A report from the Crown Office said there were 284 charges aggravated by disability prejudice in 2017-18.
Racially-aggravated incidents remained the most common form of hate crime in Scotland over the period, with 3,249 charges filed.
However, the rate fell by 4% compared to 2016-2017 and reached its lowest level for 15 years.
Hate crime legislation currently covers offences aggravated by a victim’s race, religion, disability, sexual orientation and transgender identity.
According to the figures, sexual orientation-aggravated crime was the second most common type of hate crime, with 1,112 charges reported last year – an increase of 3% on the previous year.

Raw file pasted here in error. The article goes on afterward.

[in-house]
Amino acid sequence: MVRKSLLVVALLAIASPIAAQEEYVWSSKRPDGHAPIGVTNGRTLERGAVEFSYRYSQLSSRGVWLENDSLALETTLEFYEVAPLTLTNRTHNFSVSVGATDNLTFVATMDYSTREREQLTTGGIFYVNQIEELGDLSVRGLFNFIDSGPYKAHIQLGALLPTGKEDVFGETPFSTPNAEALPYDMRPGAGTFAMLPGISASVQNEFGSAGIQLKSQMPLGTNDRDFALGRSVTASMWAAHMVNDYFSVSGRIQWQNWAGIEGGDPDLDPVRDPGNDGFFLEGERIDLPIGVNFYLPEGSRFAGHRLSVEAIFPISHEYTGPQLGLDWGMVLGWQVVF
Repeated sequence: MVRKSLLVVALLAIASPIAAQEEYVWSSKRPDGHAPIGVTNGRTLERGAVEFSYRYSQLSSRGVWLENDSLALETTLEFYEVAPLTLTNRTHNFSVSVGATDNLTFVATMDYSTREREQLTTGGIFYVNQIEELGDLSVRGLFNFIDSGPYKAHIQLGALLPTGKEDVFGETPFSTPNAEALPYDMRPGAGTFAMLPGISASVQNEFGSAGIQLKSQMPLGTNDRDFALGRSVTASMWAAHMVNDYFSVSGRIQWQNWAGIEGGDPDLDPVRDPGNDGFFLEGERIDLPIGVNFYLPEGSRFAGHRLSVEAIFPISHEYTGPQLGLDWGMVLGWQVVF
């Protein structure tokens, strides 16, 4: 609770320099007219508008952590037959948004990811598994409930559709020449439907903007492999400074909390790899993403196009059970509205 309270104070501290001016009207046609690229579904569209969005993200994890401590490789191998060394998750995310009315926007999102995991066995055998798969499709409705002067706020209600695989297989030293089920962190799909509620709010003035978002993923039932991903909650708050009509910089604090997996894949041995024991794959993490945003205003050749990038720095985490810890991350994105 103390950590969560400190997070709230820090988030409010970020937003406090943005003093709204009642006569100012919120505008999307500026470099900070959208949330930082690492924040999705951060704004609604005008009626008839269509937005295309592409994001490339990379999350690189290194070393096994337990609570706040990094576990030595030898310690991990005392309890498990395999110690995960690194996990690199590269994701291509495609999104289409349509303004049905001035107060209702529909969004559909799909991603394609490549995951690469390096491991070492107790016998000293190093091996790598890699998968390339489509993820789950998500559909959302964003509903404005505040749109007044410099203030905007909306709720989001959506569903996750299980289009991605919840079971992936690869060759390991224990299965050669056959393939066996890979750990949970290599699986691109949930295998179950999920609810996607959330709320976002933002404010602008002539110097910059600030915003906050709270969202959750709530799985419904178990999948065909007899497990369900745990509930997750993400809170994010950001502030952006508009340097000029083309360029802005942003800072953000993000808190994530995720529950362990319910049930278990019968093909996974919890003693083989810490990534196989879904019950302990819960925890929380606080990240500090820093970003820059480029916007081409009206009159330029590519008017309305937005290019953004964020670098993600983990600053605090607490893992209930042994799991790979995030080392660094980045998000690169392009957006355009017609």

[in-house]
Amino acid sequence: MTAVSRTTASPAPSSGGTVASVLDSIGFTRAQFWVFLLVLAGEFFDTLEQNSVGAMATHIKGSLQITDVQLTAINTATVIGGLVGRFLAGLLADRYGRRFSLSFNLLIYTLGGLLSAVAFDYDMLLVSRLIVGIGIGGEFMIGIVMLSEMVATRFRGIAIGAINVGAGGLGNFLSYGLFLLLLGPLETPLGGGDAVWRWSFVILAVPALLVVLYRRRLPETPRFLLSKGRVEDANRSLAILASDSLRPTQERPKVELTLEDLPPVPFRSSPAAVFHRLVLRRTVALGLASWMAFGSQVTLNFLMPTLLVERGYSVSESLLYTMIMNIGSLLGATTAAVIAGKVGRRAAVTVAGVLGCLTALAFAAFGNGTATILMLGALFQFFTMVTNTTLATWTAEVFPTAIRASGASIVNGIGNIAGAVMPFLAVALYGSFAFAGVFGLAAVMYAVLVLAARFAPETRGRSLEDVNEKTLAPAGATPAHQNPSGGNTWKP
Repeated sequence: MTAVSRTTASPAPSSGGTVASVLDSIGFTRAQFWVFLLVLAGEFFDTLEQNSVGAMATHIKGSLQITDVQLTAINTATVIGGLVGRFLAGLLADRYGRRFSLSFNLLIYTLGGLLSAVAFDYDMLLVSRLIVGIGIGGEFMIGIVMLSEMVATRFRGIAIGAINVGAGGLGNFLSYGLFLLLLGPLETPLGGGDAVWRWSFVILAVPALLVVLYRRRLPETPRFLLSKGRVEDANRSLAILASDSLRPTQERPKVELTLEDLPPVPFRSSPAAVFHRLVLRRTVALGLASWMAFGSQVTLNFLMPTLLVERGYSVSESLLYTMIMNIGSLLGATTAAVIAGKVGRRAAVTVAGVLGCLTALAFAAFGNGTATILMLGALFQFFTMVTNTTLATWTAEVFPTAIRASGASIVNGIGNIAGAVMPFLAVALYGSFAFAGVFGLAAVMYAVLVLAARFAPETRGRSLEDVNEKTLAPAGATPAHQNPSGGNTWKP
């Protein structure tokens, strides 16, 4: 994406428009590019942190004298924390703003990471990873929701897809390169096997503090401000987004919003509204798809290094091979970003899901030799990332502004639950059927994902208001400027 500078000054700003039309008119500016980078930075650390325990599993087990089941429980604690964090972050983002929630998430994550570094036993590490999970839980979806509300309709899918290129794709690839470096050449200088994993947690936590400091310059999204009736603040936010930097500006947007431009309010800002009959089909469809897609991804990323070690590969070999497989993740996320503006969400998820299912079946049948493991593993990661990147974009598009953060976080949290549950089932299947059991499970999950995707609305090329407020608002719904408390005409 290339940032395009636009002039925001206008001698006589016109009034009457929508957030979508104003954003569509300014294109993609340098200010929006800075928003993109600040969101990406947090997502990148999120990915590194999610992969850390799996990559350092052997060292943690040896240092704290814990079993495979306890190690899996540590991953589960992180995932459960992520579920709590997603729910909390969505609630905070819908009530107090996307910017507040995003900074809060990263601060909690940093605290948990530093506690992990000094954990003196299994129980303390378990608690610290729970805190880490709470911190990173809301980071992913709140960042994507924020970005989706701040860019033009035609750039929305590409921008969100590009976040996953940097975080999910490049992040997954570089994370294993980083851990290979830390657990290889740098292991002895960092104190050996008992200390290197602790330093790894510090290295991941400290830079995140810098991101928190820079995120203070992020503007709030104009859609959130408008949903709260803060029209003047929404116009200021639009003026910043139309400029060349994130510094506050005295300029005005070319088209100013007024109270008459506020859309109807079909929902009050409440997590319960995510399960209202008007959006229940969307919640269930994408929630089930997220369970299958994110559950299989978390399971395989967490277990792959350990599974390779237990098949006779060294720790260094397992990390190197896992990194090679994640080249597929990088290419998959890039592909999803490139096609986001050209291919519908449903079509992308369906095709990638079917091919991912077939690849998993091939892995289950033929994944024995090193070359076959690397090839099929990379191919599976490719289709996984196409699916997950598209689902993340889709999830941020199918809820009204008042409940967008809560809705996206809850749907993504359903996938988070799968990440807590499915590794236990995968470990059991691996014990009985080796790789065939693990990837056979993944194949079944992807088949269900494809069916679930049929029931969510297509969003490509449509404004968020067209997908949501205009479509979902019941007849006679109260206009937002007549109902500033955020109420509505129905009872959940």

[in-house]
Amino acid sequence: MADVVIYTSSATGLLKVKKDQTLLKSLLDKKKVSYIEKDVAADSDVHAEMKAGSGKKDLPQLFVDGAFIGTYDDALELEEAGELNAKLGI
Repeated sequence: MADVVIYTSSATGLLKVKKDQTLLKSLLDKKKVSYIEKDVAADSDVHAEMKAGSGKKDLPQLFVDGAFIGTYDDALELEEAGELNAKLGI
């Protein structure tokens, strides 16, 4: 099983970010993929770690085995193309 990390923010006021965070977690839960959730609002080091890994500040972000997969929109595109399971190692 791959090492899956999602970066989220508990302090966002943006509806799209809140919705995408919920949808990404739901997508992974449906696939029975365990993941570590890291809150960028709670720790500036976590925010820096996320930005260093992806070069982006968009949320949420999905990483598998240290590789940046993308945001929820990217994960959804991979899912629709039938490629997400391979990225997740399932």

Scotland’s Lord Advocate James Wolffe described such crimes as an “affront” to the community.
He said: “Crime motivated by hatred is not only a wrong against the individual, but is an affront to our collective values as a community, creating division and fear.”
He added: “It is encouraging that many victims of hate crime have the confidence to report this type of offending and we would encourage more to do so.”